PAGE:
Wednesday 6 February 2013

Focus: Piano Quintet, Op. 18

For the second work in my focus series, I will be examining the Piano Quintet, Op. 18, one of Weinberg's most famous pieces.


The Quintet was written in August - October 1944, indicative of a wider period of intense creativity and the culmination of experience accrued over a short number of years. Weinberg had by this point been settled in Moscow little over a year, and the immediate success of the Quintet demonstrates how quickly he had managed to ingratiate himself into musical life in the Soviet capital. Weinberg was enjoying the rich musical life of Russia during WWII, when the beady eye of Soviet authority was more relaxed in its control of the arts, since it was chiefly concerned with the war effort. After 1945, the walls of the Soviet government would come crashing down on Weinberg. The high level of maturity displayed here had been hinted in several works previously, particularly the 3rd Quartet, Op. 14. But only in the Piano Quintet does Weinberg reach a style that can arguably be called 'his own'.

The work is cast in five movements, similar to Shostakovich's Piano Quintet of 1940, Op. 57. The character is overwhelmingly energetic yet serious, despite a cheekily-playful opening movement and a languid fourth movement. The cold mood of the work could be argued makes it less immediately accessible than Shostakovich's famous work (though I would retort that Weinberg's gift for melody really sells the Quintet). The ensemble writing is excellent throughout, with overtones that would resonate throughout much of his later output, including the piano trio, Op. 24, and many of his subsequent chamber works. 

The first performance took place in Moscow on 18th March 1945, with Emil Gilels and the Bolshoy Theatre String Quartet. One of the most remarkable recordings we have is with Weinberg himself on the piano with the Borodin Quartet - the recording featured here in the youtube links (a select list of recommended recordings will be posted in a few days).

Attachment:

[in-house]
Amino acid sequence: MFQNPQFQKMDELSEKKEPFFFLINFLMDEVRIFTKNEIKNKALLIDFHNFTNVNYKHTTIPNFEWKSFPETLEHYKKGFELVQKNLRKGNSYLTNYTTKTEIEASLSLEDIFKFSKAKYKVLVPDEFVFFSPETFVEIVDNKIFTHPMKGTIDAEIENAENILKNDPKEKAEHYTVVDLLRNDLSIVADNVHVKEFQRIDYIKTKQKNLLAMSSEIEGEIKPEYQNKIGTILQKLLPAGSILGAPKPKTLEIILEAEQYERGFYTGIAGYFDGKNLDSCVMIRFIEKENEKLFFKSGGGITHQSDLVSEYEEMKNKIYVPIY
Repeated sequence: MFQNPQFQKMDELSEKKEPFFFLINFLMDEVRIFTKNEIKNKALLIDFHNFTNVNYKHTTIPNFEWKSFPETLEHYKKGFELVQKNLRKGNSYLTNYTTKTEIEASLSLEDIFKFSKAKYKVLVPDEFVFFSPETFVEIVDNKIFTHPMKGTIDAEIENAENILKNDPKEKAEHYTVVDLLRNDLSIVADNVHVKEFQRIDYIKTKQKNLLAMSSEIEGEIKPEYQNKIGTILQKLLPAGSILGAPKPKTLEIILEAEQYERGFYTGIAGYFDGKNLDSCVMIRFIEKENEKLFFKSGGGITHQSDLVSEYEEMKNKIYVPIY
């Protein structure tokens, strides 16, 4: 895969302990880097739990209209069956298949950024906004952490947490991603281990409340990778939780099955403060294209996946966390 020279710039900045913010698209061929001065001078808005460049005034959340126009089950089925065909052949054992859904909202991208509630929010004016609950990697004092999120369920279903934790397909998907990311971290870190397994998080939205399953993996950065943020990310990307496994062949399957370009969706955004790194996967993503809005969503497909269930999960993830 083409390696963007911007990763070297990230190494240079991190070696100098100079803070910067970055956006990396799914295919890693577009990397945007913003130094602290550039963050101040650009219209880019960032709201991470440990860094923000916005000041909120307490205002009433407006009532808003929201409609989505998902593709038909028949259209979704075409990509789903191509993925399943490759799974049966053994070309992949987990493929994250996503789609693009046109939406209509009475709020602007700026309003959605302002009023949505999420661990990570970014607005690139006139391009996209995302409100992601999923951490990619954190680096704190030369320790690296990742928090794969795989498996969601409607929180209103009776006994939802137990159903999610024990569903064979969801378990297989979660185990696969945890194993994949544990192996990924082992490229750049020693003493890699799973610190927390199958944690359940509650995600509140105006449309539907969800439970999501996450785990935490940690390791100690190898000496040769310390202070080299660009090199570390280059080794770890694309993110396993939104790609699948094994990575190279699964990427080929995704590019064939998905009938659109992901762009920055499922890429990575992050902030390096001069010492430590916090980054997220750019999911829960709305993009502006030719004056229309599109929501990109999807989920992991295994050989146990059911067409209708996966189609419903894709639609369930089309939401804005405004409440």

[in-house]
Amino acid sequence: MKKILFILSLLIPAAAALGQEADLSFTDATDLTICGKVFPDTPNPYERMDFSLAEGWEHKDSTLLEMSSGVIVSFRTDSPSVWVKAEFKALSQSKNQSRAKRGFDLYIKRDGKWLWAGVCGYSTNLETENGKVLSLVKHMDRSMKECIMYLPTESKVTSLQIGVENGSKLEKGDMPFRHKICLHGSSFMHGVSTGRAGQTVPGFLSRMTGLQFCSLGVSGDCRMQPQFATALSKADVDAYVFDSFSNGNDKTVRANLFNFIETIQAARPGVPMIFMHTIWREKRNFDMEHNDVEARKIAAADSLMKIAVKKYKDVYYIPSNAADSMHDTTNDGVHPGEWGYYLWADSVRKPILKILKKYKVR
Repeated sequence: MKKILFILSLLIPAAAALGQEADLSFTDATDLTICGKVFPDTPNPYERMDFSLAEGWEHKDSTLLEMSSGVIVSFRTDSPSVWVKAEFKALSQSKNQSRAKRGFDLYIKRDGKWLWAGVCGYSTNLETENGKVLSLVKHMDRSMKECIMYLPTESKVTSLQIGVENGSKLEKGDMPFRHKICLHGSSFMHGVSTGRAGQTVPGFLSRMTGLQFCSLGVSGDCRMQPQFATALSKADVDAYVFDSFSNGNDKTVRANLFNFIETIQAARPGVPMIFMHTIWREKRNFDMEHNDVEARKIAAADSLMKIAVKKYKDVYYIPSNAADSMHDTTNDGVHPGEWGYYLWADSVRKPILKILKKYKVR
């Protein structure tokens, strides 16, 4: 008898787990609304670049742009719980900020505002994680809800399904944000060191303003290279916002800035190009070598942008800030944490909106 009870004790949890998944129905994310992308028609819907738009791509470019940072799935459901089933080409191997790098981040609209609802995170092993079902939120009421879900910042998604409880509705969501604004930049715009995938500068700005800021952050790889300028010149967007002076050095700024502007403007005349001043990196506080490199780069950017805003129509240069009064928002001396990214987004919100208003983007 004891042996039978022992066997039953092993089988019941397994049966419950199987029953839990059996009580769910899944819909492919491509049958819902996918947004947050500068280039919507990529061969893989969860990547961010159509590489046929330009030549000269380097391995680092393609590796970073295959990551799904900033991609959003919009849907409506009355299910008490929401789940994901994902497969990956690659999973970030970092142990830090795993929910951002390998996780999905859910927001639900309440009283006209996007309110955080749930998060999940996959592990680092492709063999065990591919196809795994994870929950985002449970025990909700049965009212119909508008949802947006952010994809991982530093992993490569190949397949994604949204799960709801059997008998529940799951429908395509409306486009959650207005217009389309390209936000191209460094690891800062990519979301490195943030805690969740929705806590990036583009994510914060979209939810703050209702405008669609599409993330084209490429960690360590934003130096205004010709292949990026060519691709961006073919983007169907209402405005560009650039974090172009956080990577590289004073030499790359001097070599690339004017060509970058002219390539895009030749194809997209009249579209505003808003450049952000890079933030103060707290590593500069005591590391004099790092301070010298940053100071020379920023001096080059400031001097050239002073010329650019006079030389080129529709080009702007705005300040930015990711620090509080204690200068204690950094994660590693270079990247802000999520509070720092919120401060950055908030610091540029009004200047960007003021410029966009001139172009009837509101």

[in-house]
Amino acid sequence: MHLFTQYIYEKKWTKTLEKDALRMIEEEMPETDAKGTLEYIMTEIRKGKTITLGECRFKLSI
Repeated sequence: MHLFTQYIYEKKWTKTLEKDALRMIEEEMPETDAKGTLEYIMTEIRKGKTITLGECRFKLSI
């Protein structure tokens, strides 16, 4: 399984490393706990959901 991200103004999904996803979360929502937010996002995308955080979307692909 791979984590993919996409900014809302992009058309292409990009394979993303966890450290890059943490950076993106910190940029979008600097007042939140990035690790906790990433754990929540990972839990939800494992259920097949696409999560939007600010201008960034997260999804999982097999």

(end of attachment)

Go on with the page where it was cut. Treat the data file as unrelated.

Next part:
I - Moderato con moto

For me, the opening phrase of this movement really stands out. I have to admit, this was the first Weinberg work that really caught my attention, and it was this opening phrase that grabbed me. The strings open as a unit, with a syncopated rhythm that generates so much playfulness for the rest of the movement. The piano enters in unison octaves with a cold melody and together with the strings, they meander through a progression that looks perfectly normal on paper, and yet the effect is simply mesmerising in performance.
        Just before fig. 7, the music moves to the major, setting up the major/minor opposition that proves the common thread uniting the whole work (along with that opening theme, which will be revisited later). The dotted second theme in the strings provides the voice for this major section. The writing throughout the Quintet very much treats the piano and strings as seperate units, almost as seperate protaganists in a discourse. The piano isn't treated as a soloist per se, just as an opposing voice to the strings (with the piano frequently taking the more aggressive outbursts). Following this, a move to F sharp minor for a development section at Fig. 11, combining both themes in the best classical tradition (though with a very liquid sense of tonality at some points).